On 29 August 2020 at Enough Room for Space, Lucas Catherine, Bie Michels and Anne Wetsi Mpoma will be in conversation around the development process and main concerns raised by ‘(Pas) Mon Pays’, currently on display at Enough Room For Space.
14:30h Enough Room for Space open for public
15:00h Film screening ‘(Pas) Mon Pays’ (65′)
16:15 – 17:45h Conversation
ABOUT ‘(PAS) MON PAYS’ BY BIE MICHELS:
Bie Michels was born and raised in Congo, in a house on the campus of the current University of Kinshasa (former Lovanium, the first university in the country, 1954-1971). The film ‘(Pas) Mon Pays, Part I and II’, together with the installation ‘The Copy’, are shown at Enough Room for Space. The exhibition will also present archival material in relation to the history of the colonial monument in Mechelen and the proposed new inscription.
As the title indicates, ‘(Pas) Mon Pays, Part I and II’, is in two parts. The first deals with a colonial monument in Mechelen and Michels’ efforts to decolonize this statue with a group of Belgian citizens with Congolese roots. The second shows the artist’s visit to DR Congo and is based on her personal history. The film is an attempt to let the past encounter the present and see further into the future of the postcolonial situation, in both DR Congo and Mechelen.
In Mechelen, the colonial monument by Lode Eyckermans in the Schuttersvest pays homage to thirty one “pioneers who died for the civilisation in Congo” as it is inscribed on the statue. One of them is Van Kerckhoven, who was a notoriously cruel commander during the reign of king Leopold II of Belgium. The statue is very intriguing, with two stylised Congolese heads, a male and a female, as a Janus image. It aestheticises what is problematically called the African race and thus could be seen as a tribute to it. However, this is in stark contrast to the inscription on the plinth, since the inscriptions only tells one side of the story, the Belgian one.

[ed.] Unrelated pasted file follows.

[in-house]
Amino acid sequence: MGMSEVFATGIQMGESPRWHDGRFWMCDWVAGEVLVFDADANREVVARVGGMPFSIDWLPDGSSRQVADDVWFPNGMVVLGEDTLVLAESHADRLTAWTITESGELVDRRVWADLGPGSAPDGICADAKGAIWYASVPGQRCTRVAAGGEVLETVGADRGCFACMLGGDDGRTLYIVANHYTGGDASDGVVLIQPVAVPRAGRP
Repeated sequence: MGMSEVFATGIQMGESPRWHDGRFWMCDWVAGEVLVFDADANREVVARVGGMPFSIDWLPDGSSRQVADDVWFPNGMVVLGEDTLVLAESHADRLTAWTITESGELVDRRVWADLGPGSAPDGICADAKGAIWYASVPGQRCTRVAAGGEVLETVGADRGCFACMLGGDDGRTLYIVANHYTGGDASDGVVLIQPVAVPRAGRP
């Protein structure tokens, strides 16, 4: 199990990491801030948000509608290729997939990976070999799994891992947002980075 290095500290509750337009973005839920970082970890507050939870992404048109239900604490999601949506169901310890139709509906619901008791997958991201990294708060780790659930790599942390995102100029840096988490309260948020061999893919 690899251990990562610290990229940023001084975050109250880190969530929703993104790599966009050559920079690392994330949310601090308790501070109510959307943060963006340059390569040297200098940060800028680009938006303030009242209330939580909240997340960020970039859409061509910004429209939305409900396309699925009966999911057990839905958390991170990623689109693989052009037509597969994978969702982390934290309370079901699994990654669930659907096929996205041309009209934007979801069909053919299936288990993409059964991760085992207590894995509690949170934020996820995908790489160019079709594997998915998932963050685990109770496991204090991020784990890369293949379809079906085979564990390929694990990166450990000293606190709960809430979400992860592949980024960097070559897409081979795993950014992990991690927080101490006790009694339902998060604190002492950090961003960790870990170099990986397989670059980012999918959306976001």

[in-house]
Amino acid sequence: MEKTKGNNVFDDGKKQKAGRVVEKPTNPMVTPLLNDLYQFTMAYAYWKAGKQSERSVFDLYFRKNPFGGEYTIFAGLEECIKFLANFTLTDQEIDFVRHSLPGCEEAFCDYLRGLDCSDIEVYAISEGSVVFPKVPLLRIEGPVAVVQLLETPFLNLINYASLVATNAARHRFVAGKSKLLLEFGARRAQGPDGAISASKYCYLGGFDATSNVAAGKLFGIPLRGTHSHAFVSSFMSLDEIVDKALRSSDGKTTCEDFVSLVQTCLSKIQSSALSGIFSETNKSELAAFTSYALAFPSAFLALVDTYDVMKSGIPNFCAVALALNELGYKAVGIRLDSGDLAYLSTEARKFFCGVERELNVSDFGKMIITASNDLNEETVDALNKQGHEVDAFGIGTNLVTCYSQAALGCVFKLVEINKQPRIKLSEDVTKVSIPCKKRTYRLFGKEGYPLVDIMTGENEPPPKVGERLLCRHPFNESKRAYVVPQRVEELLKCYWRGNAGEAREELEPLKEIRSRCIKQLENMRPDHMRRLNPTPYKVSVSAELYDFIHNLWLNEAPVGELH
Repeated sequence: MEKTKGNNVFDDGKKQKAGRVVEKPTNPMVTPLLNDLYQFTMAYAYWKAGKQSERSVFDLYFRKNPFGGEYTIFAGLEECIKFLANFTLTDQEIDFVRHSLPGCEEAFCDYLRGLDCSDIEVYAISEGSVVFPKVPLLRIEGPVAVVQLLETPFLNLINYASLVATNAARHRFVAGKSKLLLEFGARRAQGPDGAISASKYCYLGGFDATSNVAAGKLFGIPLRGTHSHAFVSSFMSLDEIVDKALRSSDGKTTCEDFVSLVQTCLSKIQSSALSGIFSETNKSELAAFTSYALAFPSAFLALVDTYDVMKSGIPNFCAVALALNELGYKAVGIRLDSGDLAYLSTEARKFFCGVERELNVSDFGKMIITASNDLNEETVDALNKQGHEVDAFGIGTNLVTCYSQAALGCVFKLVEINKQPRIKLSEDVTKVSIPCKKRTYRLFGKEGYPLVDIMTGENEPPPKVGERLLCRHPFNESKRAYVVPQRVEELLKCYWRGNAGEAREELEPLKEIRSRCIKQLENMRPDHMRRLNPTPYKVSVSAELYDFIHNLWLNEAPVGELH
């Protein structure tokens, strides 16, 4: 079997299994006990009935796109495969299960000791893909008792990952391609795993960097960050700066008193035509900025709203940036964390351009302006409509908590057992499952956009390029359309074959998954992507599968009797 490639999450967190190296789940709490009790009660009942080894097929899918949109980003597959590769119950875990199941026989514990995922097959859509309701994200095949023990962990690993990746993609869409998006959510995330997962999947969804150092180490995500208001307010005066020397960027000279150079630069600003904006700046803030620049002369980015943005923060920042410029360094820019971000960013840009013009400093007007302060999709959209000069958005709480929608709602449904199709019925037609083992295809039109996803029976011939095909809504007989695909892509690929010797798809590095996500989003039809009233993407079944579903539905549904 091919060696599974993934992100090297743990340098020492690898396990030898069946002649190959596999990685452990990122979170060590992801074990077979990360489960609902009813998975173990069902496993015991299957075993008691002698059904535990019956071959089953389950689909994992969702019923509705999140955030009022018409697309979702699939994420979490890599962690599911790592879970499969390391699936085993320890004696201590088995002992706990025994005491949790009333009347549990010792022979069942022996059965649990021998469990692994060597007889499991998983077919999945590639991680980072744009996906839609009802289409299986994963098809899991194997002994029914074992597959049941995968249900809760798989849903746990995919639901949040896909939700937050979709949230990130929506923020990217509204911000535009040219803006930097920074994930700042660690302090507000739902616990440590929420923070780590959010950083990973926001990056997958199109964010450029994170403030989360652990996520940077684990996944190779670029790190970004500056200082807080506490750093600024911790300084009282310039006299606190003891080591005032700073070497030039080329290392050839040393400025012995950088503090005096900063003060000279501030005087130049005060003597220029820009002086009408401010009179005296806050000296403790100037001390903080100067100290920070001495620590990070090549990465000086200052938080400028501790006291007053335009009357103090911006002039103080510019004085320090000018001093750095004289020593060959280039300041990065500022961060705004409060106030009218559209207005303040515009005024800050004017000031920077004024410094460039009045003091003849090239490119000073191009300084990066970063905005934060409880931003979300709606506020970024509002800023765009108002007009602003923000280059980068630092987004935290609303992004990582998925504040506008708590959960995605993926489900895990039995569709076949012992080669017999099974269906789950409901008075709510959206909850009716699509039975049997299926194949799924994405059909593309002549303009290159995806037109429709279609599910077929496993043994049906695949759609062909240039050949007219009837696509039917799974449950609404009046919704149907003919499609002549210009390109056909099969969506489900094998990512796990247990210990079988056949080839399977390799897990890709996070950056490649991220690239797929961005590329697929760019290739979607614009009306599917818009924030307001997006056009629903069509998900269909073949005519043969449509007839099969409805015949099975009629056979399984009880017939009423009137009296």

Confronted with this, Michels asked the sculptor Raf Vergauwen to make a scaled-down copy of the monument. She collaborated with a group of Belgian citizens with Congolese roots living in Mechelen and the surrounding area on a proposal for a new inscription for this copy. Involved in this process were Lieven Miguel Kandolo; Anne Wetsi Mpoma; Georgine Dibua; Jessy Ohanu; Michel Witanga; Joël Ndombe; Nadia Nsayi; Rina Rabau; Stella Okemwa; Don Pandzou; Floribert Beloko; Michel Mongambo and Sarah Bekambo.
Find further informations about the development HERE.
Lucas Catherine, author’s name of Lucas C.L. Vereertbrugghen, is a Brussels-based author who publishes on colonisation, the relationship of European civilisation with other world civilizations and Islam. He approaches religions from an atheistic perspective. Among other things he wrote about the colonization of Palestine: The Palestinians, one people too many? And Palestine, the last colony? About the colonization of Congo: Manyiema, the only war that Belgium won, Building with black money and Walking to Congo.
Anne Wetsi Mpoma is an activist and an artistic and cultural researcher based in Brussels. She graduated in History of Art at the Université Libre de Bruxelles in 2007. She is enthusiastic about visual arts and performing arts. After a short experience in an art gallery in New York she set up the association Nouveau Système Artistique in 2008 and Wetsi Art Gallery (WAG) in 2019. WAG aims to contribute to the promotion, diffusion and realisation of projects by artists of African descent.
Bie Michels is an artist living and working in Antwerp. In her work, Bie Michels focuses on observing, registering and questioning the representation of the ‘other’. Her work has been shown in Belgium and internationally, at venues including the 9th Contour Biennale (Belgium), Argos (Belgium), MHKA (Belgium), Netwerk Aalst (Belgium), Fei Contemporary Art Centre (Shanghai, China), Dunkerque 2013 in Dunkirk (France) and Hastings (UK) and Lokaal 01 (Breda, the Nederlands). She is a member of the project ‘Performing Objects’ at Enough Room for Space.